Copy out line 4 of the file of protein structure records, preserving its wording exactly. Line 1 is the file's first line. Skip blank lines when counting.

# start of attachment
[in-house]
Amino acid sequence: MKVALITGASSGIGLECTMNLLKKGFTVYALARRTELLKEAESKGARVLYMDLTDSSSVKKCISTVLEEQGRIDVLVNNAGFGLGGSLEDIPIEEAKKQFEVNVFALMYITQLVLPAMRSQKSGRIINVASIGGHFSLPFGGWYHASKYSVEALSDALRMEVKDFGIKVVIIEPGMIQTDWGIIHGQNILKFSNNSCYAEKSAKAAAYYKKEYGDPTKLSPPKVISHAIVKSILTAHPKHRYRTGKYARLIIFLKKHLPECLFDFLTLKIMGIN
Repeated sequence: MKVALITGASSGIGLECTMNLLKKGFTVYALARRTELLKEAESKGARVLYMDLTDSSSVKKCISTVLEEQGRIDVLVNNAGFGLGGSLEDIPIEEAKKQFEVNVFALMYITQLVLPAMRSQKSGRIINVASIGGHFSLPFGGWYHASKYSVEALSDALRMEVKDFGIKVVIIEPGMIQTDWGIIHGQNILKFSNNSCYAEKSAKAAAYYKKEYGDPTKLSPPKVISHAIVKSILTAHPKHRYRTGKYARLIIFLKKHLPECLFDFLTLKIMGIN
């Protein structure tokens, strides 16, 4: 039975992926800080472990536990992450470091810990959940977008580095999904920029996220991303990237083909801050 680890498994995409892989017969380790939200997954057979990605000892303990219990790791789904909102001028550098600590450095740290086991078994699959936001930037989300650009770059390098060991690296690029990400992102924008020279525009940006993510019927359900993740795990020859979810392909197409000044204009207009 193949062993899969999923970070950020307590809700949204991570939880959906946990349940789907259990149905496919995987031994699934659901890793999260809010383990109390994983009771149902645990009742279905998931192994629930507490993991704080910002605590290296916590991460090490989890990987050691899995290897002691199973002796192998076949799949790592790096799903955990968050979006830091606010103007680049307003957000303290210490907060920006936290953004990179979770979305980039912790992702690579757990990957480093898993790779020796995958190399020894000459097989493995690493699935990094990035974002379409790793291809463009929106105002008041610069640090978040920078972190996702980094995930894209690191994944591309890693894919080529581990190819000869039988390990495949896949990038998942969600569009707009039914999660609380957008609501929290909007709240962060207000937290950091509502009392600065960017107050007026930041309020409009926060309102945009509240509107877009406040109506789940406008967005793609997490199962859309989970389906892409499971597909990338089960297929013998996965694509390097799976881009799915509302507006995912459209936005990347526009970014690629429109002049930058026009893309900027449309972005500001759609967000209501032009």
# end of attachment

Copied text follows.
């Protein structure tokens, strides 16, 4: 039975992926800080472990536990992450470091810990959940977008580095999904920029996220991303990237083909801050 680890498994995409892989017969380790939200997954057979990605000892303990219990790791789904909102001028550098600590450095740290086991078994699959936001930037989300650009770059390098060991690296690029990400992102924008020279525009940006993510019927359900993740795990020859979810392909197409000044204009207009 193949062993899969999923970070950020307590809700949204991570939880959906946990349940789907259990149905496919995987031994699934659901890793999260809010383990109390994983009771149902645990009742279905998931192994629930507490993991704080910002605590290296916590991460090490989890990987050691899995290897002691199973002796192998076949799949790592790096799903955990968050979006830091606010103007680049307003957000303290210490907060920006936290953004990179979770979305980039912790992702690579757990990957480093898993790779020796995958190399020894000459097989493995690493699935990094990035974002379409790793291809463009929106105002008041610069640090978040920078972190996702980094995930894209690191994944591309890693894919080529581990190819000869039988390990495949896949990038998942969600569009707009039914999660609380957008609501929290909007709240962060207000937290950091509502009392600065960017107050007026930041309020409009926060309102945009509240509107877009406040109506789940406008967005793609997490199962859309989970389906892409499971597909990338089960297929013998996965694509390097799976881009799915509302507006995912459209936005990347526009970014690629429109002049930058026009893309900027449309972005500001759609967000209501032009």